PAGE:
I’ll also re-map actions that I find hard to use. That zoom button is pretty out of the way, a two-finger click anywhere on the screen is much nicer. Same for Home/End, especially since I generally scroll with the mouse anyway.

Divvy is another obvious candidate for a mouse-based trigger. If you’re unfamiliar with it, go check out what it can do — it’s a great tool for managing window sizes/locations.

Bring on Quicksilver!

Quicksilver is easily my all-time favourite OSX application. I use it constantly, and it’s the very first thing I installed when our IT guy dropped off a Mini at my desk.

I could write an entire ebook about why Quicksilver is the best thing that’s happened to MacOS since the transition to OSX, but I’ll stick to two main bullet points describing what QS is:

  1. A keyboard launcher.
  2. A trigger-management tool.

That first point is boring and I’m not going to cover it. There are plenty of other keyboard launchers out there, and they all work about the same way as far as “opening applications with your keyboard” goes.

Now triggers, that’s where things get interesting.

Like BetterTouchTool, Quicksilver lets you run scripts and other actions when “something happens”. In this case, something happening can be as simple as a hotkey being pressed, but plugins for QS add many more interesting possibilities. (We’ll get to my favourite shortly.)

I’m going to start with my hotkey setup. As I hinted at already, I have one of my show/hide scripts bound to Skype. I trigger it with F6. I find this is really useful for “peeking” at Skype to see if any important IMs require my attention — one touch to bring it up, another to dismiss it, and my tab order is unaffected.

I’ve also mapped some hotkeys specific to iOS development: I’m such a fan of Cmd+Ctrl+Up Arrow and Cmd+Ctrl+Down Arrow (for switching between .m and .h files) that I’ve set application-specific hotkeys in XCode and the iOS Simulator to switch between one another on Cmd+Optn+Ctrl+Up Arrow and Cmd+Optn+Ctrl+Down Arrow.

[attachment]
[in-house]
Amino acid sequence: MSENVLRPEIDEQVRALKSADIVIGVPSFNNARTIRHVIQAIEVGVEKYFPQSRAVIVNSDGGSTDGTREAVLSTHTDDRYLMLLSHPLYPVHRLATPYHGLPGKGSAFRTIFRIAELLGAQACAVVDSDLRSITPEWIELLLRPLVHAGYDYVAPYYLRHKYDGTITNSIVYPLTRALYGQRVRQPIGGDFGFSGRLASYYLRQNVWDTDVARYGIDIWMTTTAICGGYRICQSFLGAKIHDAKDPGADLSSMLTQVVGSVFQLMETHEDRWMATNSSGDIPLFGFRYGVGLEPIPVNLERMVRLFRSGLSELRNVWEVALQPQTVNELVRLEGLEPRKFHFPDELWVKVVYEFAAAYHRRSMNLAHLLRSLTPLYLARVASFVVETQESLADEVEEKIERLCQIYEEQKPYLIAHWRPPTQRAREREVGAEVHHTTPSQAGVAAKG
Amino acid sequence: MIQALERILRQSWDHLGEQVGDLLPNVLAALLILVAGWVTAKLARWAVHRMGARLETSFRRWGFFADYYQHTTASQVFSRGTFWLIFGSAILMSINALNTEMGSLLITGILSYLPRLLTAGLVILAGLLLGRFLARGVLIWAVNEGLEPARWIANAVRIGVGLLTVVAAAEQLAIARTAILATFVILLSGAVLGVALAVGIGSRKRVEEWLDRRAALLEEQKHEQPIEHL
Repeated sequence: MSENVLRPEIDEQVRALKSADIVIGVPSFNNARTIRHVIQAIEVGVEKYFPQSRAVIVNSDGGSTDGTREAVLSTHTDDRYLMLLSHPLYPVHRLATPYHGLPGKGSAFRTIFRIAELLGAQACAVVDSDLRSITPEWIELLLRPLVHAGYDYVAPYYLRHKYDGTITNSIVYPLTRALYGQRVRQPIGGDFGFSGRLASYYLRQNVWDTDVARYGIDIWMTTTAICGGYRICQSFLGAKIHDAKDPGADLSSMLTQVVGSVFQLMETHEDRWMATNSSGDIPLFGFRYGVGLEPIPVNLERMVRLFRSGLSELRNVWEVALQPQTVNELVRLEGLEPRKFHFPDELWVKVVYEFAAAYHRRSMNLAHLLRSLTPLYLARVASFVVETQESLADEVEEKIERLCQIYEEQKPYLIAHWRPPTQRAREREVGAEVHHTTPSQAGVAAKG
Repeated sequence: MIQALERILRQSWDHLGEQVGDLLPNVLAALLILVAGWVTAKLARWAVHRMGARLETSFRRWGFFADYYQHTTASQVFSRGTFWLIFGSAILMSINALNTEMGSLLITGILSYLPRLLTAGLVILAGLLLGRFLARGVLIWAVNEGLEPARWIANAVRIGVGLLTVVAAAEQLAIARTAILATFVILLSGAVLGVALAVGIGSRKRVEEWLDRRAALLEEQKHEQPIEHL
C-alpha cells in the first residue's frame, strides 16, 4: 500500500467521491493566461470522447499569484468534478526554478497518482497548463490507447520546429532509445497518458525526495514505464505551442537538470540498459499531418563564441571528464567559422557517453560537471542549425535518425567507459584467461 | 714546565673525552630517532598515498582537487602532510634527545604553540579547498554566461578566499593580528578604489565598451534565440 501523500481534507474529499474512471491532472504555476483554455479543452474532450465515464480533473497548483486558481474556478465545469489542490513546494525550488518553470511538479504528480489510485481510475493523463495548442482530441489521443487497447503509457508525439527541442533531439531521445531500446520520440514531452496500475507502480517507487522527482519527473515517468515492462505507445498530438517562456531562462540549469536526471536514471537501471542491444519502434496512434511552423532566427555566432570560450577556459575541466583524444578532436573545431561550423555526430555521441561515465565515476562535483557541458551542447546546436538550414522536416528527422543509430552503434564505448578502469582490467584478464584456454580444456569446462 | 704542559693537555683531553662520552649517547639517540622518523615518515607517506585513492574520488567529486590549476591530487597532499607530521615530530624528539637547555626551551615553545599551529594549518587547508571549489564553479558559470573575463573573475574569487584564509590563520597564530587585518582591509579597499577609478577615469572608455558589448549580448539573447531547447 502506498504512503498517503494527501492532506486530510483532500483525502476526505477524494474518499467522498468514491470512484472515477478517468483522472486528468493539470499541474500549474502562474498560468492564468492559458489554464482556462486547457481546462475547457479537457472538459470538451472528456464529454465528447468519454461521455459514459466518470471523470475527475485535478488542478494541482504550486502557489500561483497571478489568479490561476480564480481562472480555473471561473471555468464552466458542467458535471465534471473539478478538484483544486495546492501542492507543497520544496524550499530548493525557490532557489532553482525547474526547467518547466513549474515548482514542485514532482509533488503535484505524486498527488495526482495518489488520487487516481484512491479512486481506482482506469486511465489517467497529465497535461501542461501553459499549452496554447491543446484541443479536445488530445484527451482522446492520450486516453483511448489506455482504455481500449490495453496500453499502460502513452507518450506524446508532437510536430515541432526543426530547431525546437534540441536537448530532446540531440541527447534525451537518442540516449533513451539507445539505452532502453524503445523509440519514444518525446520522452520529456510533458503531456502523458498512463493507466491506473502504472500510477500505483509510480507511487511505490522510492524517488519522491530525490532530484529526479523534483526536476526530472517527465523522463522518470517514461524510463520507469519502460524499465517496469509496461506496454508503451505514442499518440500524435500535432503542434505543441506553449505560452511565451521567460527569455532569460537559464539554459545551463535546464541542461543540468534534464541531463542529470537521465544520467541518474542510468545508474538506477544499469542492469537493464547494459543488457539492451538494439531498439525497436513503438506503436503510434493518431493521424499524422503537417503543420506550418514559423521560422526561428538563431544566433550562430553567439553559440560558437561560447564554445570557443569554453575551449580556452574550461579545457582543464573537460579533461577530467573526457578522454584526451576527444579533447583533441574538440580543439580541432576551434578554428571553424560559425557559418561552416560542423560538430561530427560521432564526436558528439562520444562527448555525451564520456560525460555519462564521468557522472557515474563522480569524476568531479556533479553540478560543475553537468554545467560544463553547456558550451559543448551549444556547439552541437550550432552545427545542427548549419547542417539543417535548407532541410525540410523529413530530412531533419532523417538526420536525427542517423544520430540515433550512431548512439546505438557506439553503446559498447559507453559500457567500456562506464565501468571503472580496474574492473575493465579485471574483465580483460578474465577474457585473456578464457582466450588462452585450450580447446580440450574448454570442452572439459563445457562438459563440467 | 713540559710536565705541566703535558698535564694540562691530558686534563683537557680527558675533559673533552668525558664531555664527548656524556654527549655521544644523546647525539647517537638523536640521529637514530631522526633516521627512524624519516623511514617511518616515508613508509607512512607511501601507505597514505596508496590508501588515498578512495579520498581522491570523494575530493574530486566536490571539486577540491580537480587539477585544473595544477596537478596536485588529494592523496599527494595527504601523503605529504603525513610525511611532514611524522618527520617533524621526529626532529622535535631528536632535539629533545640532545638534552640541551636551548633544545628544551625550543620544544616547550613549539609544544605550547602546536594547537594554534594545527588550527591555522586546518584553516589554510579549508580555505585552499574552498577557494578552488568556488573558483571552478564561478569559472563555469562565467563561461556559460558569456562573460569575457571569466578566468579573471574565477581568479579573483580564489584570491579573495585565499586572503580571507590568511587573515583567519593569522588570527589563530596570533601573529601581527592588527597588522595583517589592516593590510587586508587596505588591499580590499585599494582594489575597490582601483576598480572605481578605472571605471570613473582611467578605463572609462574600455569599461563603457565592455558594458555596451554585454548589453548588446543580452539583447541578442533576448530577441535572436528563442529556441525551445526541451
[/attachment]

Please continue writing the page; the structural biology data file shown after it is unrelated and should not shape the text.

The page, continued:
I have another app-specific key binding on my iOS Simulator: I’m working on an iPad application that requires login on start-up, and a while back they changed the default user’s password from “jones123″ to “Oncologist”. I don’t know about you, but I can’t reliably type Oncologist (case-sensitive!) when I’m half-awake at the tail end of a twelve-hour day. So, I scripted it:


tell application "System Events" to keystroke "Oncologist"

This simple script fires whenever I hit Fn+Enter inside the iOS Simulator. It’s immensely convenient, and much faster than typing myself (even if you don’t count the time wasted when I don’t get it right).

I’ve also added a global hotkey to trigger screen lock. Quicksilver provides some convenient options for hotkey events, and the one I used here was the “Hold for” modifier. Now, when I hold Esc for a couple of seconds, QS fires a call to OSX’s built-in screen lock. It’s a little finicky, and my real usage is more like “mash Esc for a few seconds”, but hey, it’s a throwback to how I use vim :)

Ready for something a little more novel?

The magic word.

Abracadabra is a Quicksilver plugin that lets you activate triggers by drawing custom shapes on the screen with your mouse pointer. Sound a bit crazy? It is. And really useful too! This is much better explained with video, and fortunately there’s an Abracadabra screencast you can check out to see it in action (along with how to install it).

I have a couple of simple drawing gestures in place to control system volume: A straight line up for louder and a straight line down for quieter. I’m also a total neat-freak when it comes to my Downloads folder. I clear it out several times per day, and using Abracadabra, I trigger a purge by drawing an X on-screen. It’s super-cool!

Here are the scripts if you’re curious:


set currentVol to (get (output volume of (get volume settings)))
set volume output volume (currentVol + 10)

set currentVol to (get (output volume of (get volume settings)))
set volume output volume (currentVol - 10)

set pathToDownloads to "~/Downloads"
set pathToMailDownloads to "~/Library/Mail Downloads"

tell application "System Events"
    set filesInDownloads to every disk item of folder pathToDownloads
    repeat with eachFile in filesInDownloads
        delete eachFile
    end repeat
end tell

tell application "System Events"
    set filesInMailDownloads to every disk item of folder pathToMailDownloads
    repeat with eachFile in filesInMailDownloads
        delete eachFile
    end repeat
end tell

For the music lovers…

iTunes is heavily scriptable. Back on my iBook, I had all kinds of scripts wired up to Abracadabra for changing tracks, toggling shuffle, and all sorts of other functionality.

But lately, I’ve moved to Grooveshark.